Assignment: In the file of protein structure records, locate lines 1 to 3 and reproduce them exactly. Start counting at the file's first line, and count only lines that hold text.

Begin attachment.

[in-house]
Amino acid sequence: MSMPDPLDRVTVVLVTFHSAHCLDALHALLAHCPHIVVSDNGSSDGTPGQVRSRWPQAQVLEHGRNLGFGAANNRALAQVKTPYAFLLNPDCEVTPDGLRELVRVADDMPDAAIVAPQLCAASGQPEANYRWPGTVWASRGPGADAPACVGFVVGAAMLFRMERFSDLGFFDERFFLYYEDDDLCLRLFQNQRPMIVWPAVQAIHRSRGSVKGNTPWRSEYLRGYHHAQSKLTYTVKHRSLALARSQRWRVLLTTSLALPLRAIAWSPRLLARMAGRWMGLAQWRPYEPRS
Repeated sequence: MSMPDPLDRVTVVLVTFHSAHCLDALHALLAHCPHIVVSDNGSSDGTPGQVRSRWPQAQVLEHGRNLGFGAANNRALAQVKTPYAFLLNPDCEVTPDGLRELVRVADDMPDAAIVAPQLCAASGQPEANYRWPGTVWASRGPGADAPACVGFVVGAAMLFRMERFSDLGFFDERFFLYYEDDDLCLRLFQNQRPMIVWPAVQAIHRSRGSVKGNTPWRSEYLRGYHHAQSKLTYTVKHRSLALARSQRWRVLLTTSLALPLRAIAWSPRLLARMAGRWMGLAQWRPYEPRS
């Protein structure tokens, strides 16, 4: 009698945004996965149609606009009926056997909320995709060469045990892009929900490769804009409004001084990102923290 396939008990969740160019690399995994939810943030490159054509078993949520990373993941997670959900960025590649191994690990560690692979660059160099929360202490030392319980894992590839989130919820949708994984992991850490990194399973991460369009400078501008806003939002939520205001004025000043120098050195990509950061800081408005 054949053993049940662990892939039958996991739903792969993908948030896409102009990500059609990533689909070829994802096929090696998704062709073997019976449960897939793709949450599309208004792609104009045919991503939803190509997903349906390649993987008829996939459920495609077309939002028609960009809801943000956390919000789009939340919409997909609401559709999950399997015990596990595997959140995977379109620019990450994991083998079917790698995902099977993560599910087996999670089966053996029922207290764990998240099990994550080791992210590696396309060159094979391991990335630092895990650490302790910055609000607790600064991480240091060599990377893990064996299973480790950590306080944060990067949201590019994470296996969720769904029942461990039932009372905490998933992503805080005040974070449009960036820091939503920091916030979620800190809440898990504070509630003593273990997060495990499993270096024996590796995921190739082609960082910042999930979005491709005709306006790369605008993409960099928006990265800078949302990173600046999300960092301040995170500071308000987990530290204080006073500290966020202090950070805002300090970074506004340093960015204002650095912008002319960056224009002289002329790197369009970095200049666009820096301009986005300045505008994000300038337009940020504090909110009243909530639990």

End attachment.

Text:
[in-house]
Amino acid sequence: MSMPDPLDRVTVVLVTFHSAHCLDALHALLAHCPHIVVSDNGSSDGTPGQVRSRWPQAQVLEHGRNLGFGAANNRALAQVKTPYAFLLNPDCEVTPDGLRELVRVADDMPDAAIVAPQLCAASGQPEANYRWPGTVWASRGPGADAPACVGFVVGAAMLFRMERFSDLGFFDERFFLYYEDDDLCLRLFQNQRPMIVWPAVQAIHRSRGSVKGNTPWRSEYLRGYHHAQSKLTYTVKHRSLALARSQRWRVLLTTSLALPLRAIAWSPRLLARMAGRWMGLAQWRPYEPRS
Repeated sequence: MSMPDPLDRVTVVLVTFHSAHCLDALHALLAHCPHIVVSDNGSSDGTPGQVRSRWPQAQVLEHGRNLGFGAANNRALAQVKTPYAFLLNPDCEVTPDGLRELVRVADDMPDAAIVAPQLCAASGQPEANYRWPGTVWASRGPGADAPACVGFVVGAAMLFRMERFSDLGFFDERFFLYYEDDDLCLRLFQNQRPMIVWPAVQAIHRSRGSVKGNTPWRSEYLRGYHHAQSKLTYTVKHRSLALARSQRWRVLLTTSLALPLRAIAWSPRLLARMAGRWMGLAQWRPYEPRS